Noted photographic historian and well-traveled photographer Steven Plattner, whose early career exploits led to the donation of the collection of Farm Security Administration (FSA) photographs now housed at the Amarillo Museum of Art, will share his expertise Oct. 3-4 at Amarillo College.
A decades-long student of American documentary photography and curator of highly touted FSA and Standard Oil collections that toured museums around the U.S. in the 1970’s and 1980’s, Plattner also is the author of Roy Stryker: U.S.A, 1943-1950, The Standard Oil Photography Project. After his lengthy study of photographic history, he took up photography himself and has largely focused on the American West, roadside America, and folk art environments.
Born in Cincinnati, Ohio, and presently a resident of Portland, Ore., Plattner also has found inspiration in Mexico, India, Cuba, Taiwan, Central America, Europe and beyond.
Plattner will be a guest speaker at noon Thursday, Oct. 3 at the Museum of Art (located on AC’s Washington Street Campus), where his historic FSA photographs will be on full display. He will then teach a workshop on documentary photography to AC photography students on Friday, Oct. 4.
In conjunction with his visit to AC, an exhibit of Plattner’s Cuban photos will be on display from Sept. 30th to Nov. 7th in the Southern Light Gallery on the first floor of Lynn Library on the Washington Street Campus. The exhibits and Plattner’s presentation at the Museum of Art are free and open to the public.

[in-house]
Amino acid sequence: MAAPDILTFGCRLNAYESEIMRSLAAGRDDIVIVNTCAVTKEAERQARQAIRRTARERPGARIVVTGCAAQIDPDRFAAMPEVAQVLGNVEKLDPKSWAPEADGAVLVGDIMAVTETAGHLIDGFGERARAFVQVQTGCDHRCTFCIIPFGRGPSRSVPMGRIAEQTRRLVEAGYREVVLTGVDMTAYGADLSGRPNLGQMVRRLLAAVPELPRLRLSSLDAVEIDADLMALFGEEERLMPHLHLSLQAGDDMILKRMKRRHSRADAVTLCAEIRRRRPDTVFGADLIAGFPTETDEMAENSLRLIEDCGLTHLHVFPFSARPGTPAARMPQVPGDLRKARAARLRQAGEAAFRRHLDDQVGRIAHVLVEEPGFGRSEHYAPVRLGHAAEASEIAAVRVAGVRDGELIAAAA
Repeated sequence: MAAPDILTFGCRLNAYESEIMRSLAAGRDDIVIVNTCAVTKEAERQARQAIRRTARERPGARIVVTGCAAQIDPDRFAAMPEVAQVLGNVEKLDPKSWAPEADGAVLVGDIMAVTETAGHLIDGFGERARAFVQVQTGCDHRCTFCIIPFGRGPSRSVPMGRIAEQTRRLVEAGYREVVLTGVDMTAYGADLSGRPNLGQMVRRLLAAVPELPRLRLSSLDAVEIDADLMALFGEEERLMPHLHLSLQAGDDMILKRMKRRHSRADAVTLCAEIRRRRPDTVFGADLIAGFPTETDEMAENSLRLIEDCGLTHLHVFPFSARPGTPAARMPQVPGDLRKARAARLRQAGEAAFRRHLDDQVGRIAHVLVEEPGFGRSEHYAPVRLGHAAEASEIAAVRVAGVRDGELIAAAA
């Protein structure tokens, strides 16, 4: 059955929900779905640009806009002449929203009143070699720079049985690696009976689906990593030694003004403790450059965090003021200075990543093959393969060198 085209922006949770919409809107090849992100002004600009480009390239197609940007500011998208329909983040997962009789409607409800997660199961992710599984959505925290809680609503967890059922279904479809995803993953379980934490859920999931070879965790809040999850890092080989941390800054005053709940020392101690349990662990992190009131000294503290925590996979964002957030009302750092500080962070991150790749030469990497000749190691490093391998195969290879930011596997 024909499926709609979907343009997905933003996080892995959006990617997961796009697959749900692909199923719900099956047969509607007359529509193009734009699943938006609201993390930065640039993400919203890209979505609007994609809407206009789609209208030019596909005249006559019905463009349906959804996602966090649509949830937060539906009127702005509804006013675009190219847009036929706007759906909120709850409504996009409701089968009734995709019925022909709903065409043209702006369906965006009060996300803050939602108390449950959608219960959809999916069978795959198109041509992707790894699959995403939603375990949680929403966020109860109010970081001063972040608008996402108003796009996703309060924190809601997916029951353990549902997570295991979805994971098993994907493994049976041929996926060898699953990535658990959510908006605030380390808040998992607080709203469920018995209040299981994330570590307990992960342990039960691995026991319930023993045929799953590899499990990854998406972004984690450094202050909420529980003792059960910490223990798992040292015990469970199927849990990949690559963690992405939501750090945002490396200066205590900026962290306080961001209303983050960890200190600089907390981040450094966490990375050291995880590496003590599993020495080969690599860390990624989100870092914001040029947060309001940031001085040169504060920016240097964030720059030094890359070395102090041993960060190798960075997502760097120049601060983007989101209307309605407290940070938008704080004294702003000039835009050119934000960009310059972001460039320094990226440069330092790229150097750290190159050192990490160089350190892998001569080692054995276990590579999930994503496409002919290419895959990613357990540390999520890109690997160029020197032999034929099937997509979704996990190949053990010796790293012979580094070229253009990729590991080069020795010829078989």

In 1975 while a student at Macalester College in Saint Paul, Minn., Plattner received a Youthgrant from the National Endowment for the Humanities to curate a traveling exhibition of photographs from the FSA project directed by Roy E Stryker. He showed the widely acclaimed collection, called “American Images: Documentary Photographs by the Farm Security Administration, 1935-1942,” at museums from Minnesota to Texas.
That’s how he found his way to what was then known as the Amarillo Art Center, to which he returned the following year to serve an internship. Ultimately be donated the photographs to what became the Amarillo Museum of Art.
Plattner has visited every state in the U.S. and considers himself not just a photographer; he thinks of himself as a collector of Americana who relies on a camera.
“I actively seek out people, places and things that are uniquely American,” Plattner said. “In my work I gravitate toward people who go against the grain—people who create something different—who push the boundaries and make something monumental out of nothing, people with vision who are exceptional in their own way.”
Plattner did graduate work in American studies at George Washington University and has served as chief photographer for the Minnesota Historical Society, curator of photographs for the Cincinnati Historical Society, and he has long been immersed in commercial printing.